Then the scene switched to the United States, and Ralph Moore of Visalia, California. As a result of his extensive work with miniature roses, Moore earned his nickname “the father of modern miniature roses.” He began his hybridizing with the same varieties used in Europe including ‘R. rouletii’ in a career spanning more than 65 years, hybridizing more than 300, some say closer to 500, separate miniature roses, many of which are the most popular in commerce today. Seventy-five percent of all miniature roses have a Moore rose in their breeding background. When asked what’s his favorite? Moore replied, “One, I haven’t developed yet, because it will be perfect and have no flaws.” The first striped miniature rose and the introduction of moss characteristics (moss like growth on the stems and buds) into repeat-blooming miniatures are among his most important achievements. Ralph Moore lived to 102, passing away in September of 2009, validating the idea that people who include roses in their lives enjoy goodness, generosity, and beauty each and every day they step out into their gardens.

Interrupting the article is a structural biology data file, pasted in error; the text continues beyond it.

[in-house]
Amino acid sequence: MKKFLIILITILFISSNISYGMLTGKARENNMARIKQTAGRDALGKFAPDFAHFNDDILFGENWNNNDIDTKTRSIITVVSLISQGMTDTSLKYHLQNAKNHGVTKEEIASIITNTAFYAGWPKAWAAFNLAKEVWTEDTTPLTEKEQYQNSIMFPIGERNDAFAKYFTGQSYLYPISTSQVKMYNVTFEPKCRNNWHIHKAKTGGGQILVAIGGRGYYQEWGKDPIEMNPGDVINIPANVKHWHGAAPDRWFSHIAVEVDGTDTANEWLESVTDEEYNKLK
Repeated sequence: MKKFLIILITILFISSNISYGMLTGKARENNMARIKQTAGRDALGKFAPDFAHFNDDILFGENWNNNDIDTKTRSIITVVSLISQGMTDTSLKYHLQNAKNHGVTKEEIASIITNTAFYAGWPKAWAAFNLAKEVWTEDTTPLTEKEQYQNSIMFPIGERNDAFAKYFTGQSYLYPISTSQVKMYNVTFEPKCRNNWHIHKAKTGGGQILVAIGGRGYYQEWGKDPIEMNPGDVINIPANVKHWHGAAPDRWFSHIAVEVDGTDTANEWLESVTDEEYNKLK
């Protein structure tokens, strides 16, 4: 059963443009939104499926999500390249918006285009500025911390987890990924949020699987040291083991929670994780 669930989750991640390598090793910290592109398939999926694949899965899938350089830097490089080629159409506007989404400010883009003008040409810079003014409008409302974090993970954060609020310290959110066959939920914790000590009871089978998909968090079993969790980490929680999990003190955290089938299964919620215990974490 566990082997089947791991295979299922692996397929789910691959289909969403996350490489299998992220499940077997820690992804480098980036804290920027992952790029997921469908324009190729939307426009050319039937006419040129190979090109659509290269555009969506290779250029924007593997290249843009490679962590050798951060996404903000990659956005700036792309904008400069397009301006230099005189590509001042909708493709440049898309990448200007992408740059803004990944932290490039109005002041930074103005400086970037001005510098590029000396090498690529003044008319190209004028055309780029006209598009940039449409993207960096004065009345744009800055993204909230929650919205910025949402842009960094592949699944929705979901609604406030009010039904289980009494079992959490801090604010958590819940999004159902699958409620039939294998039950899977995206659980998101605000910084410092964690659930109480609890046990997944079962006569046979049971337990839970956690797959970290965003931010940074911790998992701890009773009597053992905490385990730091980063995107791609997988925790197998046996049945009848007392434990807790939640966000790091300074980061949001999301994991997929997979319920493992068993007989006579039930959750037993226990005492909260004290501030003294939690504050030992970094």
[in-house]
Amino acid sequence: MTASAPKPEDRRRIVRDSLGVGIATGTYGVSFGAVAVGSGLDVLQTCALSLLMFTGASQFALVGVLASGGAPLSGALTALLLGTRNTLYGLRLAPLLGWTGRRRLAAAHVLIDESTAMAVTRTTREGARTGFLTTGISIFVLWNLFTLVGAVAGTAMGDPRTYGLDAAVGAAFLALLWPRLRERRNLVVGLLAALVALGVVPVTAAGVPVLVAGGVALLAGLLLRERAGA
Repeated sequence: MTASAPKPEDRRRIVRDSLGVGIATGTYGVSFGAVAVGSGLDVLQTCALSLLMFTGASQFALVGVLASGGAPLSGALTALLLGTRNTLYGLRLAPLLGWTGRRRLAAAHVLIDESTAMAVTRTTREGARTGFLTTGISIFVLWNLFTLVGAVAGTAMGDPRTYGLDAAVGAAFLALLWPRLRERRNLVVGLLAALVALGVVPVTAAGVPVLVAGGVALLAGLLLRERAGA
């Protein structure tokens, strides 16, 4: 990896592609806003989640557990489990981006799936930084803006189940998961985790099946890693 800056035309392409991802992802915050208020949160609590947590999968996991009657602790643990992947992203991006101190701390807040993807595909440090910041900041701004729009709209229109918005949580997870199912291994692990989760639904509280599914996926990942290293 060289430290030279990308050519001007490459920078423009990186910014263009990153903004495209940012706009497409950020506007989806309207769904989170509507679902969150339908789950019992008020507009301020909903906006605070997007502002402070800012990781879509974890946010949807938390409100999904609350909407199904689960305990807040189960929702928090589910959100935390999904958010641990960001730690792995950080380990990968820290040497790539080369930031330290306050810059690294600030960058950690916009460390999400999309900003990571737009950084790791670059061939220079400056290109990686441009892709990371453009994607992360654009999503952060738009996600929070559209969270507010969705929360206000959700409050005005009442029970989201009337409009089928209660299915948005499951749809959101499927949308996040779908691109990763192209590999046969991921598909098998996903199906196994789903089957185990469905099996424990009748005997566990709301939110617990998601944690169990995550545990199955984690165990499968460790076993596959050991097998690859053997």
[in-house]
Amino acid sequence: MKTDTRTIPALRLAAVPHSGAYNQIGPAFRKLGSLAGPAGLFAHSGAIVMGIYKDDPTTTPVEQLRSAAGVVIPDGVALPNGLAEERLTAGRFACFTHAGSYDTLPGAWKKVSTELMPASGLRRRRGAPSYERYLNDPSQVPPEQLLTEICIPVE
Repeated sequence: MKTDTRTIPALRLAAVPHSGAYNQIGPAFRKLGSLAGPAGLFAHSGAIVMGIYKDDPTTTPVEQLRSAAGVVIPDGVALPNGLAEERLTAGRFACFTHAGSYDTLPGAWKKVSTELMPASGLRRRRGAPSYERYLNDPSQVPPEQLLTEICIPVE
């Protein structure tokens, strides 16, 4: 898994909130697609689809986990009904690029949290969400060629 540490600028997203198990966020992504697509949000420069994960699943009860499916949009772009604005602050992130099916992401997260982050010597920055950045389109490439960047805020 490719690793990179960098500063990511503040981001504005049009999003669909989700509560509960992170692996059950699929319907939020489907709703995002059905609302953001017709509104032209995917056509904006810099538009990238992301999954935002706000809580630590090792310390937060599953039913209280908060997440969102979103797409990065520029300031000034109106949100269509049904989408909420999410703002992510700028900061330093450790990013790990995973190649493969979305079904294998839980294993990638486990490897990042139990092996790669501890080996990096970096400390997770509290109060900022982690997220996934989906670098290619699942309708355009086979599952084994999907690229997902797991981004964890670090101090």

For me growing roses in Mill Valley with often more shade, fog, and cooler temperatures than the sunnier, warmer micro climates in Marin, the miniature rose class is perfect! As the sun travels to different parts of my yard throughout the rose growing season so can my miniatures in pots, with some on rollers. Miniature roses are great for small yards, decks, and patios. They are particularly adaptive to container living and bloom continuously from early April until you strip them of their leaves to fool them into dormancy before pruning in January. My miniature roses are the last roses to be pruned in my garden because they bounce back so quickly after pruning. Need another good reason to grow minis? Just stick a cutting in potting soil or directly into the garden and most likely you will have success and a new plant in short order. Miniature roses are own root roses so no suckers or root stock to contend with. You can transport six or eight single stems of prepared miniature rose blooms in one container to bring to the rose shows, and win a Queen of Miniature rose award just like a Queen of Hybrid Teas. Our Annual Marin Rose Society May Spring Show Schedule includes nine classes that you can enter with miniature roses along with the Challenge Class Hi-Lo Exhibit which pairs one large bloom and one smaller rose.